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The Student News Site of Klein Collins High School

Legacy Press

The Student News Site of Klein Collins High School

Legacy Press

The Student News Site of Klein Collins High School

Legacy Press

District Plans to Integrate Arts into Education


UPDATE: Boosting the STEAM initiative, Klein ISD has been selected among 23 school districts to take part in the Texas High Performance Schools Consortium (THPSC).

“The school districts selected to participate in the consortium are already known for their innovative work and are looked to by many as educational leaders,” Texas Commissioner of Education Michael L. Williams said. “This exciting project will help the Governor, legislative leaders and the Texas Education Agency craft a sound, well-thought out plan to move all Texas schools to the next performance level.”

The THPSC’s main goals range from engaging students in digital learning, using varied assessments to keep track of student learning, focus learning standards and relying on local control. The district’s specific goals include applying digital and online learning and further promoting the STEAM movement.


The district will be integrating the arts into traditional curriculum in order to provide students with a more well-rounded education, beginning in 2014.

Originating from No Child Left Behind, the district’s current curriculum reflects STEM, which focuses on science, technology, engineering and math in order to prepare students for technology-oriented careers. However, with recent studies showing the importance of the right brain, the district will be reworking the curriculum in order to incorporate art and hands-on learning into education, adding the A to make STEAM out of STEM.

“Many writers spoke to the importance of STEM education, but also the need to take it one step further,” Director of Fine Arts Monte Mast said. “As a result, there has been a push to incorporate the left brain skills in STEM with the right brain skills of design, aesthetics and affective experience, adding the arts to create STEAM. Instead of teaching these elements in isolation, the integration in and through the curriculum should allow students relevancy and practical application of theoretical concepts.”

According to Mast, the proposed liberal-arts-style education will enable students to be successful beyond the classroom. Comparing the plan to Apple’s marriage of design and technology in the iPhone, Mast said he thinks STEAM exemplifies the most beneficial education for students.

“As a former band director, I love seeing my former students become successful musicians as well as practicing lawyers or members of the medical profession,” Mast said. “The district’s goal is that all students become successful members of society in whatever profession they decide to pursue. To achieve that goal, the district needs to provide students with the knowledge and skills to be successful.”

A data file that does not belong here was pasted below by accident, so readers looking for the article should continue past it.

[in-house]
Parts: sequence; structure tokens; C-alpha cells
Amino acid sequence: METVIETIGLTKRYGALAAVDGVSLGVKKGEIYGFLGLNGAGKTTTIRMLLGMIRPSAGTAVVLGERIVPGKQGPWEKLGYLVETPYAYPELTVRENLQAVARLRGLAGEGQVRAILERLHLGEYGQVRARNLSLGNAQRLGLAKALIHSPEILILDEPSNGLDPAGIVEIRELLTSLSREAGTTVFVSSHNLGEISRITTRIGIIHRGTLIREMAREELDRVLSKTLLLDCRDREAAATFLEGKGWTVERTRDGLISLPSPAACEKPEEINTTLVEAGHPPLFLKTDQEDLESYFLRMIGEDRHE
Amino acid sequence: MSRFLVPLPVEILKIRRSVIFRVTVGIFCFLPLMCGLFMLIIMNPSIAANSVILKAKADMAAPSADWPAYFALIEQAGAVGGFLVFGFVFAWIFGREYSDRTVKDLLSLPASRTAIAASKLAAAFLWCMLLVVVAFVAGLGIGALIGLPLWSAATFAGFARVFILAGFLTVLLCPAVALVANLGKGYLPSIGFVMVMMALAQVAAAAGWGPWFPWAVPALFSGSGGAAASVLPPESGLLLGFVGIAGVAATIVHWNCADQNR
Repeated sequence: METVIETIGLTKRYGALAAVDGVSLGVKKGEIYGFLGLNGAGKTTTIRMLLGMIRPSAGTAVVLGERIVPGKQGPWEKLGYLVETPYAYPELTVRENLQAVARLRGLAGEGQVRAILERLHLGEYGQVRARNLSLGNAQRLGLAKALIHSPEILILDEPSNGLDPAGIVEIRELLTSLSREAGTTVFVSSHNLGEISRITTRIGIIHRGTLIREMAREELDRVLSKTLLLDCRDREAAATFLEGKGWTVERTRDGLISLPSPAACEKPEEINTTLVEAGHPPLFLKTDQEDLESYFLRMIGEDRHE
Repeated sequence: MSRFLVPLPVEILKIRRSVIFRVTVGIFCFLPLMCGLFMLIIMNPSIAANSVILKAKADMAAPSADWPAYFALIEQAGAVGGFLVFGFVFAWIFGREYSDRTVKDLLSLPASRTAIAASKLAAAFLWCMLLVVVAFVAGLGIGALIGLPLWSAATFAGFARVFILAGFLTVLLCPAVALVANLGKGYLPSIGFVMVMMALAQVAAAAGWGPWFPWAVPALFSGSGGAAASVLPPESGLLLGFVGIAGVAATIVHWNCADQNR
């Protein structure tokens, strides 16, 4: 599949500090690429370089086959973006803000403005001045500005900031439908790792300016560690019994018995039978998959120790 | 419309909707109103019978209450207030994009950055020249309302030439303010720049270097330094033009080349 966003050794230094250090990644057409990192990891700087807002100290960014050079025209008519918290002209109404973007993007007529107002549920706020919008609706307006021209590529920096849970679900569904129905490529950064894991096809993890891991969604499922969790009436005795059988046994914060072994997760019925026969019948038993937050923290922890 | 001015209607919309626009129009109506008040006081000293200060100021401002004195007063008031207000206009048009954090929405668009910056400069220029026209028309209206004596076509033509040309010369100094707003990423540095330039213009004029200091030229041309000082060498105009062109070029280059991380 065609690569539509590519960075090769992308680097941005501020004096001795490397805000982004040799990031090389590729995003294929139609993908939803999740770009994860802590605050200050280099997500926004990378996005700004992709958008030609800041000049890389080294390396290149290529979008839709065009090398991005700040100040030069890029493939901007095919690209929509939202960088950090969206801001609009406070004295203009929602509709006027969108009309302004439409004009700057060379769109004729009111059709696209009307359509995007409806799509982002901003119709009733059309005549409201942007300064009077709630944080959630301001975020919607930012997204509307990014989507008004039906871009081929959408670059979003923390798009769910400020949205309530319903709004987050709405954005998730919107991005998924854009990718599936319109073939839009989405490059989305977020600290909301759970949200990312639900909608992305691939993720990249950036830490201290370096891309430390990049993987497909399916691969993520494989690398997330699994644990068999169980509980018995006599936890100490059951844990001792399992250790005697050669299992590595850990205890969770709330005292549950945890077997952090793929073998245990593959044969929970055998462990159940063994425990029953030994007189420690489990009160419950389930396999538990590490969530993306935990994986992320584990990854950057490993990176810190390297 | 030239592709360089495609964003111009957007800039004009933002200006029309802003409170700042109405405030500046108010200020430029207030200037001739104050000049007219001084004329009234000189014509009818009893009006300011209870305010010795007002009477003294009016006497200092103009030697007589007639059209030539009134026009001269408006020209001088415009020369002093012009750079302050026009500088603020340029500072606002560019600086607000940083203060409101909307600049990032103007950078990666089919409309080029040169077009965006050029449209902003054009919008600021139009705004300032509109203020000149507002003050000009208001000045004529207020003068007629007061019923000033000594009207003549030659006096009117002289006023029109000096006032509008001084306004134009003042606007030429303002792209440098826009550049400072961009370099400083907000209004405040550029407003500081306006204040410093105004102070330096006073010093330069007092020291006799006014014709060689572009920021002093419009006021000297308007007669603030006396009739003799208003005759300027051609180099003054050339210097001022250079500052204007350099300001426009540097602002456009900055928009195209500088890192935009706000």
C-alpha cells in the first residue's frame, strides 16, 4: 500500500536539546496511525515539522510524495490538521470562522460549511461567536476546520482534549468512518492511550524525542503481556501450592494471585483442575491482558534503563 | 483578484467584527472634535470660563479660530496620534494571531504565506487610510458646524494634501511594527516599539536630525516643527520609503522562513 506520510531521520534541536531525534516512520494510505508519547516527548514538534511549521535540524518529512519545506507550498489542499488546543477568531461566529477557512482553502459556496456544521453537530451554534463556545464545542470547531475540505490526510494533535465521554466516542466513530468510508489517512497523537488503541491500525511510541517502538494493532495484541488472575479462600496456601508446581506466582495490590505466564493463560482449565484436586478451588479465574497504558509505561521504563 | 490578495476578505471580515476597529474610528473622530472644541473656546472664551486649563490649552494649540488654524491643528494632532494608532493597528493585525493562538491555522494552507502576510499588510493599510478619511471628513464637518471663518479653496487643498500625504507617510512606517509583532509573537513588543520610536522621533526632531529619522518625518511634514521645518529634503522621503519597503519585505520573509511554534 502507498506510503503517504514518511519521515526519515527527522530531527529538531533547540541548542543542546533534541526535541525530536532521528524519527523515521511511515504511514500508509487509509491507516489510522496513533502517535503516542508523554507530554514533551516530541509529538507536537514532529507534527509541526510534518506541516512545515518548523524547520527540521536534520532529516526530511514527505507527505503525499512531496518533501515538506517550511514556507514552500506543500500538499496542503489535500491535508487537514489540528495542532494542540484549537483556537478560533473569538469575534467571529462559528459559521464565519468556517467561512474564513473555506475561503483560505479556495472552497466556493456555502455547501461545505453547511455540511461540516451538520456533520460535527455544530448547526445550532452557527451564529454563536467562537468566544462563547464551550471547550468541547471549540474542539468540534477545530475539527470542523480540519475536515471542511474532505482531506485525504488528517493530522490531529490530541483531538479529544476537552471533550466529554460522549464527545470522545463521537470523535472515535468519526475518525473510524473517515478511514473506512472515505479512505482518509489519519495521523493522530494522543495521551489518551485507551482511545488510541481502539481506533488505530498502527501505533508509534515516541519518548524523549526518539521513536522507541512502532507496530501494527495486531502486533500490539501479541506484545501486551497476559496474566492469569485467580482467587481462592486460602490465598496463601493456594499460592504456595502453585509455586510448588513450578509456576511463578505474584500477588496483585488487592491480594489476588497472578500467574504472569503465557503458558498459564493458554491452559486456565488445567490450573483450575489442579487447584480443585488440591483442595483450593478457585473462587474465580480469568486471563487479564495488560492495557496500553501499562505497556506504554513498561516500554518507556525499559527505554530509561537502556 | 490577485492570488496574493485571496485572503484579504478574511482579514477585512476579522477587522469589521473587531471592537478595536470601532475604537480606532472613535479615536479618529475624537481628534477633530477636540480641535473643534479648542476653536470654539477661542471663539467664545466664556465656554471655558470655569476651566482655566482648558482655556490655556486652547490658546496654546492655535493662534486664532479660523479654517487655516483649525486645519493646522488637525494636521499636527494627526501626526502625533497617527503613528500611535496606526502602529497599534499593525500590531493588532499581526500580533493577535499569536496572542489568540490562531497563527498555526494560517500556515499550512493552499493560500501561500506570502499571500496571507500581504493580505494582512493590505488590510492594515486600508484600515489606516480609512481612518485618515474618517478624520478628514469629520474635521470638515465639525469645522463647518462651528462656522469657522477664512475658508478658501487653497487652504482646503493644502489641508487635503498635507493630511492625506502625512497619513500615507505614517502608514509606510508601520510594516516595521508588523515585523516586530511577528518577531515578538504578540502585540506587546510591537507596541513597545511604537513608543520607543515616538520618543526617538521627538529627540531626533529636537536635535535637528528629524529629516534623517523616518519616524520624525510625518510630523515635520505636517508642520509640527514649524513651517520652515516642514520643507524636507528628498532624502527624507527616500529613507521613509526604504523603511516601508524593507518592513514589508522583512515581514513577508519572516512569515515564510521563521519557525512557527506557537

The district currently has a development team creating a curriculum that successfully teaches these skills. According to Mast, the curriculum will not be officially written until recent changes in the TEKS are approved by the State Board of Education. However, while key details remain undecided, the district has set basic plans for STEAM resources, including the STEAM Express. Imitating the district’s Reading Express, the STEAM Express will be a technology-equipped RV, traveling to each campus.

“The STEAM Express will have a year-round focus and although the plans are in the very early stages, the idea is to have a certified teacher on the Steam Express and have it visit our campuses daily,” Assistant Superintendant for Communications and Planning Judy Rimato said.

The brainchild of the Klein Education Foundation, the STEAM Express will be funded through the district’s 75th anniversary events. It has not yet been decided what will be on the STEAM Express. Combined with the integrated education, Mast said the STEAM Express will allow students to enrich skills necessary for succeeding in the professional world. Described by Partnership 21st Century Skills as communication, collaboration, creativity and innovation, Mast said he believes it is the district’s job to teach students these skills.

“These are skills that the business community and private sector say that their prospective employees need to have to be successful,” Mast said. “If that is what they need then that is what our graduates will need to be successful.”

The district is planning to implement STEAM education into high schools in 2014, gradually filtering the education concepts into lower grades. The change will be district-wide, not focusing on one school in particular.

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